(e) For “First Out”, make the 14+15 balls “Wild.” When a “Wild” ball is pocketed during a player's turn, the player places any one of their cards face down on the table at the end of the player's turn, thus reducing the number of balls needed to be pocketed for “First Out.” If the player pockets both the 14 and 15 during the same turn, the player gets to discard only one (1) card. If on the next turn the player pockets the last “Wild” ball, the player would then discard one (1) more card.

(f) Five-Card Stud Billiards© Tournament. Suggested rules:

(1) Always be considerate of other players and all of the equipment. No Smoking immediately around the pool table. No food or drinks on the pool tables. No foul language. No displays of temper or anger. A violation of any of the above will be grounds for IMMEDIATE ELIMINATION from the tournament with NO refund of the entry fee, at the Tournament Director's discretion, and all decisions will be final.

(2) When setting up the tournament, try to have between six and eight players at each first round table. The number of tables will depend on how many enter the tournament. The top players (the number of players will be determined by the Tournament Director and be based on the number of first round tables) will advance to the final table.

(3) First round setup: Set a “Player Position” form at each position (8 maximum) around each table prior to the start of the tournament. Make sure each player either has or has access to a copy of the rules and has read, understands and agrees to them—especially the first rule. Assign each player a position around the tables—the only seat that is important will be Seat #1 who, in tournament play, combines the functions of the Banker and the Dealer and will be referred to herein as the “Banker/Dealer.” Start each player with 30 to 40 chips for the first round, depending on how many players have entered. The chips are optionally set on “Player Position” forms (FIG. 4) at each position on the tables before the tournament starts, completed their “Player Position” form and placed them at the assigned table, with the choice being up to the Tournament Director.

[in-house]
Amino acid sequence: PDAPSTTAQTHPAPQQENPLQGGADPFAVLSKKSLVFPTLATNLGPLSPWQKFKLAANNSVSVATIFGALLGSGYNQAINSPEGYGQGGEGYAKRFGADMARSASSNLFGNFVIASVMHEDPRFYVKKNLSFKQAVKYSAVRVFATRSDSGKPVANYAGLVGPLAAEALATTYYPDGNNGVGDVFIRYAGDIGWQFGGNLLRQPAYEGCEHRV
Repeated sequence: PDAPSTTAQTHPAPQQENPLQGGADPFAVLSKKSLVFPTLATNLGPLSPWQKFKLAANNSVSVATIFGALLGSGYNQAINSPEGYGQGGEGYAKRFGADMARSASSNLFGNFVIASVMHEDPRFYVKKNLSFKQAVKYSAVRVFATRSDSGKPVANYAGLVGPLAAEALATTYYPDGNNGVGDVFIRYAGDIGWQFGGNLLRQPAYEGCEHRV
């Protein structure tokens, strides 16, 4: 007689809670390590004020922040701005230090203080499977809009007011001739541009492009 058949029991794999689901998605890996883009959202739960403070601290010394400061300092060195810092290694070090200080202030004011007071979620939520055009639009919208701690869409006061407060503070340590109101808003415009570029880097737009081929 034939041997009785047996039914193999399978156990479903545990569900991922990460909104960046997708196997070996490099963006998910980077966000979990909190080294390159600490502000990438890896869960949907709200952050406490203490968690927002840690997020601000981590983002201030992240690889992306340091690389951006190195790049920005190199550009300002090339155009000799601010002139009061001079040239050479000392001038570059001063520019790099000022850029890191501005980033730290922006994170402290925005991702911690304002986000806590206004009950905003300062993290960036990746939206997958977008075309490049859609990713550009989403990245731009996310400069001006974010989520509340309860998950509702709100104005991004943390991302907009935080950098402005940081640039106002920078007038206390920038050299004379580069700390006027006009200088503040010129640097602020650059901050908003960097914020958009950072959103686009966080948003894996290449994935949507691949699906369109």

(4) The Banker/Dealer at each table will run the Game: deal the cards for shooting order, deal the cards for the Poker hand, check and collect all bets, and distribute all pay-outs. The Banker/Dealer is also responsible for directing the play by the rules and referring any questions, problems, or conflicts to the Tournament Director. The Banker/Dealer optionally keeps track of the games in the round using a Table Log as depicted in FIG. 5.

(5) Leave all cards, face down, and chips on the table in assigned position at all times. Players may look at their hands any number of times during the game, but should be careful not to show their cards to any of the other players or expose them to all before the play is over. Doing so will let everyone know what is held and what is needed to win.

(6) There will be a two minute “Show-up” time to shoot. If the next player in the rotation does not show up to shoot within the time limit, the player loses his or her turn and the player following in the rotation will shoot. The time will be kept by the Banker/Dealer and the Banker/Dealer's decision will be final.

(7) If a player has just enough chips left to cover the Ante for “First Out”, the player will be allowed to play the “First Out” portion of the game ONLY. If a player does not have enough chips left for the “First Out” Ante, the player will surrender his or her remaining chip(s) which will be added to the current “First Out” pot and then the player will be eliminated from the tournament.